Stop what you’re doing and put Schlafly American IPA on your craft beer shopping list

The Schlafly Tap Room first opened its doors in 1991 on Locust Street in St. Louis, and holds the distinction of being the first new brewpub in Missouri since Prohibition.

Courtesy photo

Belgian brewing giant Inbev acquired Anheuser-Busch in late 2008, making The St. Louis Brewery the city’s largest American-owned beer maker. Better known as Schlafly, the brewery quickly swung the Gateway City’s allegiance from the “King of Beers” to a more diverse lineup of flavorful hometown brews. Once an unthinkable scenario, Schlafly can now be found directly next to Budweiser at concession stands throughout Busch Stadium – home of the legendary baseball Cardinals.

Schlafly recently entered the Northwest Arkansas market. Most area retailers now offer the brewery’s core lineup of Pale Ale, Dry Hopped American Pale Ale, Hefeweizen, Oatmeal Stout, and Kolsch. Schlafly also provides us with a handful of “session” beers in cans – including the IPA, American Brown Ale, and Black Lager. Canned beers are awesome because they are packable, portable, and outdoor-friendly. Try kayaking the Mulberry River at flood stage with a hatch-full of bottles!

Brian Sorensen

A couple of Schlafly’s special release beers have recently received rave reviews. Tasmanian IPA, available during the late fall and early winter months, is brewed with the Australian hop Galaxy. What results is a beer highlighted by citrus and pineapple notes. By contrast, Schlafly’s American IPA is brewed with Amarillo, Simcoe, and Centennial – all traditional American hops grown in the Pacific Northwest. These hops are known for their floral, citrus, and pine qualities, and impart a bitterness that exemplifies the west coast style of brewing.

For this review I picked up a six-pack of American IPA at The Spirits Shop on Garland Avenue in Fayetteville. On a side note, I am pleasantly surprised by the store’s gradual expansion of its craft beer selection. With close proximity to the University of Arkansas, I would expect cheap beer like Natural Light or Milwaukee’s Best to demand the biggest chunk of cooler real estate. Maybe college students are slowly developing a more sophisticated palate?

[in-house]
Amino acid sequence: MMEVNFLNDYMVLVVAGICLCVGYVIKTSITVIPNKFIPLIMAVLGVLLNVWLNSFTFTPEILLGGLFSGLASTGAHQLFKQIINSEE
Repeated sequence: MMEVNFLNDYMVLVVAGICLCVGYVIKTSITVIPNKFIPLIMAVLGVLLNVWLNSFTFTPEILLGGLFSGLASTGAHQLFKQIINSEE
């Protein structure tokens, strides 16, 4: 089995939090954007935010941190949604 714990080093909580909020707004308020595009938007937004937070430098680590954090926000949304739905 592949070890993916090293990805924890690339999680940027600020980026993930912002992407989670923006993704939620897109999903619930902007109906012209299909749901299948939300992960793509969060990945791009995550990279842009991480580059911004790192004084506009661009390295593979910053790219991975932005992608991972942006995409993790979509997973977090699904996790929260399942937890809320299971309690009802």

I poured one of the 12 oz. bottles into an American pint glass, resulting in a beer slightly darker than the typical IPA. A medium-amber in color with a thin white layer of foam, the brew was very easy on the eye. It certainly looked like a delicious beer.

The aroma didn’t mess around, with huge notes of citrus and pine. Tropical fruit and prairie grass also joined the party. American hops are known for their olfactory punch, and they didn’t disappoint in this beer.

Citrus, pine, and grass were also present when the beer was tipped back for a taste. The bitterness was sharp and pronounced, but balanced nicely by the solid caramel base. Sometimes IPAs can get a little sticky, with a sweetness that overshadows the complexity of the hops. This beer is well-balanced, however, with just enough carbonation to bring it all together.

Schlafly American IPA is one of the finest examples of the style available in Northwest Arkansas. There are others with more bitterness, and some with more malt character. But in terms of balance and a true “American” profile, few stack up to Schlafly’s version. Available through May, American IPA is worthy of inclusion on your craft beer shopping list.

Brian Sorensen
Brian is an admitted beer geek, occasional home brewer, and member of the Fayetteville Lovers of Pure Suds (FLOPS). You can follow him on Twitter at @EBSorensen.